That premise for a job description – make money by selling things – is morally dry. Unless it is enveloped within a stable ethical framework, you can justify anything in order to make the sale, including using the customer to get more money out of them. The buyer isn’t so much a person as they are a repository of funds. In the game of sales, your job is to get as much money out of the fleshy ATM as you can. You sell what you can get away with selling; it doesn’t matter if they need it or not. Just make money. Obviously most salespeople have some kind of worldview that limits what they are willing to do to make a sale, and if they are not, the market certainly won’t let them get away with everything. However, sales seems to start from a negative position and move up into something more redeemable or useful. It’s still off putting to talk with someone who is really only after whatever money you have available, but it’s a reality nonetheless.

Now I think sales can be fantastic. Keyword: can.

If the focus of sales is shifted from that of making money to that of honestly helping a customer, it can become a very rewarding proposition. One of the things I learned in my Personal Selling class is that honest sales should be more consultative. The contemporary salesperson should be a resource and expert in advising a customer on the best course of action for that specific need. As a salesperson, you should advise the best solution, with compromises in mind according to the customer’s pain points. The goal of this kind of consultative sales is to actually help the customer. By taking on this role, you become a contact for them in the future and develop a relationship that ends up being beneficial for both parties. In fact, the whole thing is rewarded by the market as your company earns revenue while the other company moves on to its important business. This sounds great to me!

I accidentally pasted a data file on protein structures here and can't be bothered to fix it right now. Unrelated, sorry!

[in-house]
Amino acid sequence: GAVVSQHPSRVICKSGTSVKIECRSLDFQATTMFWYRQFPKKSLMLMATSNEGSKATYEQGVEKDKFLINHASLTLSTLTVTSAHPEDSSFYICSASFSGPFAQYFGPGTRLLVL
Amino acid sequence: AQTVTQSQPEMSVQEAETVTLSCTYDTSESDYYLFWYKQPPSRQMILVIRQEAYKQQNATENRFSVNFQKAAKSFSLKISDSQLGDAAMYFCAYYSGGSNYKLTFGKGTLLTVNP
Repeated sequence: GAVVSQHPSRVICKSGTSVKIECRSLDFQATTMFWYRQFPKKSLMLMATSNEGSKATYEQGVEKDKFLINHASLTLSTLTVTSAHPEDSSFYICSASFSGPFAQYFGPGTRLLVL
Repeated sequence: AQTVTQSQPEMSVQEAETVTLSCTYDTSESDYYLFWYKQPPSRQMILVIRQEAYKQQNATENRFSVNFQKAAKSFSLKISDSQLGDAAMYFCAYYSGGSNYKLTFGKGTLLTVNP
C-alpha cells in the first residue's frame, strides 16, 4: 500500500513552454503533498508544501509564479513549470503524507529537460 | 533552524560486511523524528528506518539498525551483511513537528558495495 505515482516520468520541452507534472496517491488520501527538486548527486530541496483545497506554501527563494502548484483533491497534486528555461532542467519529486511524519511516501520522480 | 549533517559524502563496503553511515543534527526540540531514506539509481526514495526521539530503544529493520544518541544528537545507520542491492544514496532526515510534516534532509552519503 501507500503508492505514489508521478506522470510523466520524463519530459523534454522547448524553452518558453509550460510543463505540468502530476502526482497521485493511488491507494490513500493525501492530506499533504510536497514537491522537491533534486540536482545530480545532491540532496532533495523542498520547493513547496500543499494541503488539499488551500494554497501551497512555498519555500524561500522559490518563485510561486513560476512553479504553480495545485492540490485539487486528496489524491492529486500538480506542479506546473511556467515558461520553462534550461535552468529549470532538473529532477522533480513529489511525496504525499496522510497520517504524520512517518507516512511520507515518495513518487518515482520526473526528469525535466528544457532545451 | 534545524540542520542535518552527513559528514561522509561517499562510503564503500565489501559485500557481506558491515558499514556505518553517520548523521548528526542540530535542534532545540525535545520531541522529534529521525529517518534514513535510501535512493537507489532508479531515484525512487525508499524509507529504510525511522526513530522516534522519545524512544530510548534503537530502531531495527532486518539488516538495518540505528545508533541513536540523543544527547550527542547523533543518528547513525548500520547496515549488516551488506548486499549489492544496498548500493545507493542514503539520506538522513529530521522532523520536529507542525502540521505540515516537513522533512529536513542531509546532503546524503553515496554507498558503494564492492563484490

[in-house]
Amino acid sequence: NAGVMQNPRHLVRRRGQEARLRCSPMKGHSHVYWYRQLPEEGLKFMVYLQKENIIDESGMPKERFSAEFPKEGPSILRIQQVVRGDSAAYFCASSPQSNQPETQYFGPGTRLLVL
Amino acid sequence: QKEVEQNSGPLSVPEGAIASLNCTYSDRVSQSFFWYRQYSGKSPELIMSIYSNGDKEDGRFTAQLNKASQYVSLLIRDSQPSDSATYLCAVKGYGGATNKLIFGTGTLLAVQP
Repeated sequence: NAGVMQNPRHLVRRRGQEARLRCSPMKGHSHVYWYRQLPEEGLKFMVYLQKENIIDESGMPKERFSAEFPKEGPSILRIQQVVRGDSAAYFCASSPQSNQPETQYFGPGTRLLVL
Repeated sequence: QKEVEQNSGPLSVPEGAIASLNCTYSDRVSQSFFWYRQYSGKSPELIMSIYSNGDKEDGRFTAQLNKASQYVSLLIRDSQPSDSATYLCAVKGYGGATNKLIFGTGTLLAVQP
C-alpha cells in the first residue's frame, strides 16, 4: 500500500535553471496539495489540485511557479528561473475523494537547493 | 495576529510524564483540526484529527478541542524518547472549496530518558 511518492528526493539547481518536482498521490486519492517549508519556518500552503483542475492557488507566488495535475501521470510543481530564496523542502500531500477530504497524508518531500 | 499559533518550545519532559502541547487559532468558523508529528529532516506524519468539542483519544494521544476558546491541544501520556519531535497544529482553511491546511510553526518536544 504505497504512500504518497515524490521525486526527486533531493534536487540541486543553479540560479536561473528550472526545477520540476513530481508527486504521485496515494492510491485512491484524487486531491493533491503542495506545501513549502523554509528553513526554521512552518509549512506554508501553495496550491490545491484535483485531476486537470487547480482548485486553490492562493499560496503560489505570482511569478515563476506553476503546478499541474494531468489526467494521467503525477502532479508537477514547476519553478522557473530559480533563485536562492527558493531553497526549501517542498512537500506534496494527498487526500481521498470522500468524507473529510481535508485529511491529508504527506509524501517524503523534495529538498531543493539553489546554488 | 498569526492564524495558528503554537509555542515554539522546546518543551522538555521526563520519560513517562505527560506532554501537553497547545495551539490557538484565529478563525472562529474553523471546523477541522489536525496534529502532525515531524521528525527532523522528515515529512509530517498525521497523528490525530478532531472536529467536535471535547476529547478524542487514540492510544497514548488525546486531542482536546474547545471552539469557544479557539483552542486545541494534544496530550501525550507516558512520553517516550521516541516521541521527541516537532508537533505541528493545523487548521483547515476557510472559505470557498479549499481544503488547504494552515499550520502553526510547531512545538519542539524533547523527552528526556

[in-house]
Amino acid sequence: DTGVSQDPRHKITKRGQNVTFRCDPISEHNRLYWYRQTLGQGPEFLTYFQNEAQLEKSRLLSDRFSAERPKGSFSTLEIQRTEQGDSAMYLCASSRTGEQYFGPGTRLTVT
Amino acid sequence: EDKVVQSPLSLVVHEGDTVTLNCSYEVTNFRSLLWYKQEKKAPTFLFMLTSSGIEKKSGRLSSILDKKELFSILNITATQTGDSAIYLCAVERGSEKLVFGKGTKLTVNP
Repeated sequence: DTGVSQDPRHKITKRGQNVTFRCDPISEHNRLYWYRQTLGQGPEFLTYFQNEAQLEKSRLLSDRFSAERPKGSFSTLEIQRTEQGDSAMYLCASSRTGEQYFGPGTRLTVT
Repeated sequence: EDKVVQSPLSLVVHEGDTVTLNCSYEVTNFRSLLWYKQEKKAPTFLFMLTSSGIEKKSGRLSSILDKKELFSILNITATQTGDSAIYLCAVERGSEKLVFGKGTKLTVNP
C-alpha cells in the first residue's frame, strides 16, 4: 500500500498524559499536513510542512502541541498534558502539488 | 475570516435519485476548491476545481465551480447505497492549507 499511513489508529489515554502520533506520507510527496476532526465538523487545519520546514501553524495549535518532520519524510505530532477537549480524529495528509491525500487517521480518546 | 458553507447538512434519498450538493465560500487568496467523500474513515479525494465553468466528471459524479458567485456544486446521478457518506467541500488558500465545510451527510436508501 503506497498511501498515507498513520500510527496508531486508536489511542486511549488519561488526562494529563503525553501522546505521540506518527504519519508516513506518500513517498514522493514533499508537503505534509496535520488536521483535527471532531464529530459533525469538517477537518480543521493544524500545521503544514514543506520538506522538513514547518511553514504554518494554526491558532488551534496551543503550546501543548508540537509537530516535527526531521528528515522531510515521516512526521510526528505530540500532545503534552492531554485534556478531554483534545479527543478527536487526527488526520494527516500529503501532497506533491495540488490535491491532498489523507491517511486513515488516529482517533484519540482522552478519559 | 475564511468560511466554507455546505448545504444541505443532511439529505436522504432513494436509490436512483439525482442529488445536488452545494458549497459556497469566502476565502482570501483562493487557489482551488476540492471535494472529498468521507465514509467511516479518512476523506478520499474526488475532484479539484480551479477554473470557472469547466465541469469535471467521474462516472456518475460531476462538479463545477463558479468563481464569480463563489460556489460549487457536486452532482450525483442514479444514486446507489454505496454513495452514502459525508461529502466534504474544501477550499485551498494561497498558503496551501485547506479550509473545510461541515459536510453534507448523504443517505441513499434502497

I don’t want to be part of a discipline whose focus is one of using people to get at their money. I don’t want to dehumanize folks. With this different philosophy to sales, I’m looking for the opposite of the old view; I’m hunting down real people to see if I can help them out with their real problems. I can express a genuine concern for them and their business, and make recommendations and sales that honestly reflect my care.

This more friendly approach to sales is not inherent to sales, however, which is why I say that sales can be fantastic. If the salesperson can look past the bottom line to really help a customer, they can apply the consultative approach. The money-grabbing instinct is still inherent to sales, though. I redeemed sales in my mind by deciding to be a positive force in the market, with an honest eye for the consumer, rather than a default negative force with an eye on the money. If I can help folks, that’s an exciting thing for me, and I’m more than happy to do that.

So that’s how my thought process changed. Taking everything that goes into sales into account, a fundamental shift in the purpose of the job changed the whole prospect for me. I now see it as an opportunity to do cool stuff. Can it still be a sneaky and unfortunately misguided vocation? Yes. In many ways that comes with the territory. However, I won’t let the bare minimum standard of conduct define for I how as a person should behave with another, in business or otherwise. Now I get to geek out about cool products with people who can actually use them for something productive.